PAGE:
The history of the Chargers season is well known. Injuries have torpedoed some of the team's talented squads in recent years, and that happened again in 2019. Superstar safety Derwin James was already in an injured reserve with a foot injury, as the Chargers lost the safety of Adrian Phillips through a possibly broken end-of-season forearm last week. With James and Phillips on the shelf, L.A. has turned to Rayshawn Jenkins from the fourth round of 2017 and Roderic Teamer, the not-retired rookie. No wonder the Secondary Deshaun Watson and the Texans missed many big wins in the air. The hope against Houston's vertical passing game was that the top four of the Chargers – led by Joey Bosa and Melvin Ingram – would be enough to overpower a suspicious line of attack and hide some of the background issues. The defense made six quarterbacks and a pair of sacks, but the pressure was still not steady enough to slow Watson, who finished 351 yards and three touchdowns with only 34 attempts. Part of that production – like the second and tenth games in the fourth quarter, when Watson shook off Ingram and made a brief pass to Jordan Akins, who needed a 53-yard touchdown – was the result of the quarterback's brilliance also many cover errors. Games like Watson's 15-yard touchdown on Akins on a simple third-quarter seam line are just too easy.
The injury error has also hit important areas of the Chargers offense. Left Wing Russell Okung is still out there, dealing with blood clots, and his absence has made a rickety offensive even worse. J.J. Watt and the Texans settled in the backfield of the chargers. Watt finished the race with two of five sacks in Houston and sat through the afternoon against Sam Tevi.
Despite all the problems, the Chargers in the offensive area still have a lot of talent – which makes the recent injury plague so tragic. Philip Rivers and Keenan Allen were both great against the Texans. Rivers ended at 318 yards and Allen pulled in absurdly 13 receptions for 183 yards and both of Rivers touchdowns. At the end of the game, it seemed like Rivers was trying to lead his team to victory. He placed a perfectly thrown 40-yard bomb on Travis Benjamin, who would have been the game-changing touchdown but slipped out of Benjamin's hands after a late challenge from safety giant Gipson. The list of Chargers is huge, but right now the violations of two key positions make it nearly impossible for them to keep up with the heads of AFC West.
Fortunately, the Hawks do not have to deal with a Moloch in their own division. Atlanta's loss of ground against the Colts has led to a defeat for the team, but the Falcons are still just a game behind the Saints in a division where both the Panthers and the Bucs are on the go.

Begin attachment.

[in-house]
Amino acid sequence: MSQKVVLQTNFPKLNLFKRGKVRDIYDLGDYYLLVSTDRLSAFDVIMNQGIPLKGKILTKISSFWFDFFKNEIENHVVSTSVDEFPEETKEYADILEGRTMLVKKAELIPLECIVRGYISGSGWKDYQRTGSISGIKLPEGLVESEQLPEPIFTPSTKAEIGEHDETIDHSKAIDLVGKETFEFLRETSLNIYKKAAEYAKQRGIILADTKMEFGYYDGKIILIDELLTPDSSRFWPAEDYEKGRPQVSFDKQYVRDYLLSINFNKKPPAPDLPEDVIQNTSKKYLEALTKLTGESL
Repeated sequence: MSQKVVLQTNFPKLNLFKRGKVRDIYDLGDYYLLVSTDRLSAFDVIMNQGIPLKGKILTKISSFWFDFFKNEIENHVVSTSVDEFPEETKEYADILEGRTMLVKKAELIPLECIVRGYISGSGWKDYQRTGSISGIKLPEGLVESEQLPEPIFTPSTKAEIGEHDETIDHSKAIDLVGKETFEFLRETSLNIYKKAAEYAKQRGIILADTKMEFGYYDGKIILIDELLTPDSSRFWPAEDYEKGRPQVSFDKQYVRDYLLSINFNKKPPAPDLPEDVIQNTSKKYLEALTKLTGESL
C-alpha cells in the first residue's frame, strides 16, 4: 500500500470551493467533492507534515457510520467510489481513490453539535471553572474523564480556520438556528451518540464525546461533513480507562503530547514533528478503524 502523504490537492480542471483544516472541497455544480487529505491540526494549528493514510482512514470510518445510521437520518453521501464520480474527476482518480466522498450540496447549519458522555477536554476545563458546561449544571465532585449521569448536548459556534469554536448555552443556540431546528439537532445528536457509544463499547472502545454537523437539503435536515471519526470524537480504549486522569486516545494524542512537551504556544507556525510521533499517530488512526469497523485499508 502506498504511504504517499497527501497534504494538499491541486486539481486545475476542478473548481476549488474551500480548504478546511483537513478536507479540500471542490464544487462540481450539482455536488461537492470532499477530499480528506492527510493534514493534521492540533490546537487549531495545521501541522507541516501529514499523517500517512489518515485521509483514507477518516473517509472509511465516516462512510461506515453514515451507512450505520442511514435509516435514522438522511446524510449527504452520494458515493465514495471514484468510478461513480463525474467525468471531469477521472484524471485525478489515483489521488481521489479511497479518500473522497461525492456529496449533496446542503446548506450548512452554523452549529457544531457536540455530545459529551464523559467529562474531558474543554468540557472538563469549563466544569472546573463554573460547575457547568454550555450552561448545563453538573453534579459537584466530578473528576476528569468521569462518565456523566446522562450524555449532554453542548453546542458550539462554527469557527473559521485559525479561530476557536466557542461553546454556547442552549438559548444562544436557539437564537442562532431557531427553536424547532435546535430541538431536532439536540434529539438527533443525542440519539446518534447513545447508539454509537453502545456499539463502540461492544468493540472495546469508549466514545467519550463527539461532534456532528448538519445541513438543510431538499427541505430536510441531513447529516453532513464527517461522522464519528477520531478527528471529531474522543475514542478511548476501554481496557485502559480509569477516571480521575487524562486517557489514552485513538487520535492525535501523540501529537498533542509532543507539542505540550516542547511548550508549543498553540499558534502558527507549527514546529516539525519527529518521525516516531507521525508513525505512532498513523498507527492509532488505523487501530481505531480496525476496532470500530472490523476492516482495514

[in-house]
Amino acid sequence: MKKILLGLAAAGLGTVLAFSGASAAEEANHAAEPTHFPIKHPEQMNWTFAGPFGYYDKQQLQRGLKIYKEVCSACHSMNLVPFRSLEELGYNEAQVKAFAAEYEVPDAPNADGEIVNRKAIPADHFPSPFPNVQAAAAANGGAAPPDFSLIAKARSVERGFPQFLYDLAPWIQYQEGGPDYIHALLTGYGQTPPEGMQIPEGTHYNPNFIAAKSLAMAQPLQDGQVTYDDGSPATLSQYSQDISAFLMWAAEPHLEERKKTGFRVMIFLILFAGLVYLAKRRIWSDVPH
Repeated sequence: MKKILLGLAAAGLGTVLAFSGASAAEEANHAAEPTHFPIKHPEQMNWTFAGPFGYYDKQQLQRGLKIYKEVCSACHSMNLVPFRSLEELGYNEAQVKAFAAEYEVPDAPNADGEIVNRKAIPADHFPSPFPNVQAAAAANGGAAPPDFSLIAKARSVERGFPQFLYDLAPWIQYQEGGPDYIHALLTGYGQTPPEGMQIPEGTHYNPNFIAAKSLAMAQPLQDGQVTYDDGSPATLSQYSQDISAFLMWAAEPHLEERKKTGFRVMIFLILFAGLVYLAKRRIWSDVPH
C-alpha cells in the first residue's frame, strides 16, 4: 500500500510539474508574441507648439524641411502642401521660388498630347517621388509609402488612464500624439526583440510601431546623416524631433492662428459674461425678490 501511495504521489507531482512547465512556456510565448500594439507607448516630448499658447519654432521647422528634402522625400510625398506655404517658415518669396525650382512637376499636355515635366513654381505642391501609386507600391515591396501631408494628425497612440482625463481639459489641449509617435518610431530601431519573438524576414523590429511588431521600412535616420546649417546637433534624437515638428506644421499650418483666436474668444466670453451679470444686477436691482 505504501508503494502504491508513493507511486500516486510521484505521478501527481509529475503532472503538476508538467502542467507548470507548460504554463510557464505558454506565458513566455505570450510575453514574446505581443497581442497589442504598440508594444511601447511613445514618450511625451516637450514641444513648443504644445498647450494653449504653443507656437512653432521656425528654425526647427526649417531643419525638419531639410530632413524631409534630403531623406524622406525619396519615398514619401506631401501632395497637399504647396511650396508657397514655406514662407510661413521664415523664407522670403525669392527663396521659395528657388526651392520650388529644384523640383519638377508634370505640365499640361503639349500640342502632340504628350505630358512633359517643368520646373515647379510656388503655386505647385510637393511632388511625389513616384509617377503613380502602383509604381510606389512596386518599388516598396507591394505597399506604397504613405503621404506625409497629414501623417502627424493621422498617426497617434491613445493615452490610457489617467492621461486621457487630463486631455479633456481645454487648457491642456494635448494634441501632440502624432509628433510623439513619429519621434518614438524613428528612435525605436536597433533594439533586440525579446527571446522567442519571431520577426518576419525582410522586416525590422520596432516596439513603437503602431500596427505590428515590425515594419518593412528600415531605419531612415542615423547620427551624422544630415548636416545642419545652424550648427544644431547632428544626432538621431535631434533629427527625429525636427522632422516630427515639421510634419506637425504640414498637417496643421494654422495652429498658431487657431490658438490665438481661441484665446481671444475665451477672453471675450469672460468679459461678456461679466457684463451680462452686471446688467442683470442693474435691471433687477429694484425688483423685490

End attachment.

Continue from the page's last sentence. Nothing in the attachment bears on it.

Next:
Since Atlanta was decimated by the Vikings in Week 1, the Atlanta offensive has deteriorated somewhat and Matt Ryan's group has picked up speed on Sunday in the second half. Ryan threw another scraping interception at the start of the second quarter to bring his season up to six, but this group has shown they can score points in a hurry when Ryan, Julio Jones and the other Atlanta offensive weapons click. Ultimately, the offense under the new coordinator Dirk Koetter should be in order.
The defense is a different story. In this post-season, head coach Dan Quinn took on the role of de facto defensive coordinator of the team and took responsibility for reviving a unit that finished 31st in the DVOA last season. The hope was that Quinn's new role and better injury luck would help Atlanta finally solve a problem that had baffled the franchise throughout Quinn's five-year tenure. So far that has not happened. This scheme is designed to prevent big games while often allowing shorter throws in the middle of the field. The Colts used this plan for the entire game. Quarterback Jacoby Brissett fired into the lower defense areas as Indianapolis marched up and down the field efficiently. One week after Takk McKinley had made five haste and three quarterback hits against the Eagles, he was largely in check, and the Falcons' escape hardly bothered Brissett. To make matters worse, Atlanta also lost Keanu Neal's start-up protection due to an Achilles injury – his second injury at the end of the season in as many years. The Falcons may have thought this season is going to be different, but in three games the team's best hope seems to be once again to rely on Ryan and the offense.
Drew Brees is injured and the kinky NFC South is close to it. The Falcons are in a much better position than the Eagles, Browns and Chargers – all have ready-made Super Bowl competitors in their own divisions. It also looks as if the Falcon stumbling blocks in the preseason – especially on offense – can be corrected over the course of the season. The same goes for the Eagles, who need to bring players like Jackson and Jeffery back to the field. The problems with the Browns and the chargers, however, seem to be harder to fix. Both teams are heading in the wrong direction. If they do not correct the course quickly, they will continue to lose ground, which may not catch up.